We were told that Ethernet was going to be a thing of the past. Google tried to make fiber optics the new standard for home internet connections, and it was an obvious choice for scaling industrial applications. Somehow, Ethernet has hung in there, and new iterations arise every few years that continue to push the envelope of traditional copper wires. Today, we’re going to cover the latest iteration: Cat8. We’re going to start with the basics, but in a few short minutes, you’ll have a clear picture of what Cat8 is, how it works and why you need to be thinking about it.
You’ve seen the “cat” or category designations, Cat5e and Cat6 and Cat6a, plenty. If you work in more powerful internet settings you might even be familiar with Cat7. The general rule is that a higher number is a newer technology and can support higher data rates, but that’s just one of the main differences:
Standard bandwidth (measured in MHz)
Maximum data rate (measured in megabits per second)
Then again, that’s the obvious stuff. To be more specific, Cat5 operates at 100 MHz and can transfer data at speeds up to 1000 Mbps. Cat6 works at 250 MHz and can get up to 1 Gbps. Cat7 ups the ante substantially with 600 MHz and 10 Gbps rates. This is a simplification. There are variations on each cable and some arrangements can boost or inhibit performance, but these are the numbers for which each category is tested and vetted.
The reason Cat8 is turning heads is because it is jumping several iterations in performance. It uses 2 Ghz signals to move data from 25 Gbps (Cat8.1) to 40 Gbps (Cat8.2). It’s a serious upgrade, and the implications are turning heads across IT fields.
In most things, higher performance costs more money. Sometimes that’s a purely economic issue (supply and demand or something like that), but in other cases it has to do with the cost of production. That certainly applies to Ethernet cables. Cat5 isn’t cheaper because it is slower. It is slower because it is cheaper. We’ll get into it more in a minute, but higher frequencies allow for higher data transmission rates, but making them is more expensive. (Keep reading after examples below.)
Mostly, it boils down to twists and shielding. Higher frequencies require more twists in the cable pairs, and that process is more expensive. Also, it becomes increasingly difficult to shield higher frequencies from interference and crosstalk, and as you go up in scale, the cost of raw materials for shielding get pricey. Cat7, for example, often uses gold plates for shielding. Since interference can render a cable useless, this is a big deal. With Cat8, one of the popular and most trusted types of shielding is S/FTP. This is usually established by having each pair shielded with a foil wrapping and then a 4-pair braid shield around the group of wires. This gives the maximum level of protection from interference and is found in the highest performance copper cables.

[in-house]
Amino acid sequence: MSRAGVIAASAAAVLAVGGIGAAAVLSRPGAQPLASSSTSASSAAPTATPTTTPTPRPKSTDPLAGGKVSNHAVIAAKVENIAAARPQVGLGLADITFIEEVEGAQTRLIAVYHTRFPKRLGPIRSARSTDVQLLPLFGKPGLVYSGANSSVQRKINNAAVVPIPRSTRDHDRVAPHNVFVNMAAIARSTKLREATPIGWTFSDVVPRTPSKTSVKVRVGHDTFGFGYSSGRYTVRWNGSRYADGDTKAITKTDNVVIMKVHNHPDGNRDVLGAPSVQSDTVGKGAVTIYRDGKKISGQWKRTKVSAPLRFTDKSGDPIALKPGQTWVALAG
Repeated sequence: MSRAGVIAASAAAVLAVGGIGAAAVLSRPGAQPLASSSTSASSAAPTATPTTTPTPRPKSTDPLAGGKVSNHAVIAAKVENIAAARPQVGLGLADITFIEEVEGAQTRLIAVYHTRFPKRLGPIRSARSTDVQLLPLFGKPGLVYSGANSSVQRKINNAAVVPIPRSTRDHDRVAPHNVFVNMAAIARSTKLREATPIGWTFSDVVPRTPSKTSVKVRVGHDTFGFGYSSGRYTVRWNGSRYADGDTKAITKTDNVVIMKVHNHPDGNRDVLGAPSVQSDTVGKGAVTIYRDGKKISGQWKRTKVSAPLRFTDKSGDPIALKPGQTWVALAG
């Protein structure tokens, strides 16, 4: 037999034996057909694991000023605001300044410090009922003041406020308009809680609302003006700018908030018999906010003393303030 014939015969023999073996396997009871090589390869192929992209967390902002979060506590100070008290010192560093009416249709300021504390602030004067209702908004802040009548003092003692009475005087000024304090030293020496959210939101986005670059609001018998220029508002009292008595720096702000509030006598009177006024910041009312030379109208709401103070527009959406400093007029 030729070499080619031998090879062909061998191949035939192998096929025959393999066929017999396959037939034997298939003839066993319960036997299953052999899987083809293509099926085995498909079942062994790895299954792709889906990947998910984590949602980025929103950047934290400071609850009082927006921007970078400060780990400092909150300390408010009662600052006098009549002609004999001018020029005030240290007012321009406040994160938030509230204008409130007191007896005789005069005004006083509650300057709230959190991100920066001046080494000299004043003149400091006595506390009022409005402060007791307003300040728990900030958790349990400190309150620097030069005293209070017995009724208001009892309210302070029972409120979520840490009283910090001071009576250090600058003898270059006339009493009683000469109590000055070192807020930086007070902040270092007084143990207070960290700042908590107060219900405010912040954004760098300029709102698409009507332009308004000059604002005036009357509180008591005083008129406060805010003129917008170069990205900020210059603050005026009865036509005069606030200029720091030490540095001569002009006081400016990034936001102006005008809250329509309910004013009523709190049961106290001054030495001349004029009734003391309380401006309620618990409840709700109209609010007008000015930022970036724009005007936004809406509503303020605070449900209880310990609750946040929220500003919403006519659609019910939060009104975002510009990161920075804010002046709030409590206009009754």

Since standard bandwidth is such a driving force in cable design, let’s talk about how frequency really works. Essentially, the frequency of a cable determines how many 1s and 0s can be sent across the wires in a second. For basic Cat5 cables, that’s 100 million signals a second (or 100 Mhz). Cat8 uses an unprecedented 2 billion (2 GHz) signals per second. This means the cable density and quality of shielding necessary to make it work are on a whole different scale. That’s obvious when you consider that Cat8 is rated for data transfers 250 to 400 times faster than Cat5.
Cat8 Ethernet is still not widely available (we do have it available!), but the demand is already strong. Data centers are itching for a scalable copper cable that can compete with fiber optics. With the rise of data transmission due to the exponential increase in the volume of data stored, the rapid centralization of data to the cloud, and the ever increasing bandwidth available through broadband and 5G network hardware manufacturers, IT managers, and Data center engineers are constantly looking for quick, easy, and cheaper ways of moving more data. Outside of fiber, CAT8 is the new “go-to” cabling solution. Basically, any operation that needs to scale fiber optics might be looking to substitute Cat8 instead over the next few years.
To order or if you have any questions, please contact one of our Ethernet Cabling Experts today.
Not ready to make the move into CAT8 Ethernet? We still got you covered:
The Future of Ethernet in Data Centers
What is the difference between Cat5e, Cat6, and Cat6a?
Cat8 Ethernet vs. 40G Fiber Optic Cabling
Why Would You Use Shielded Ethernet Cables?
What is CAT6A and How is it Used?
What are Ferrari-style Ethernet Cables?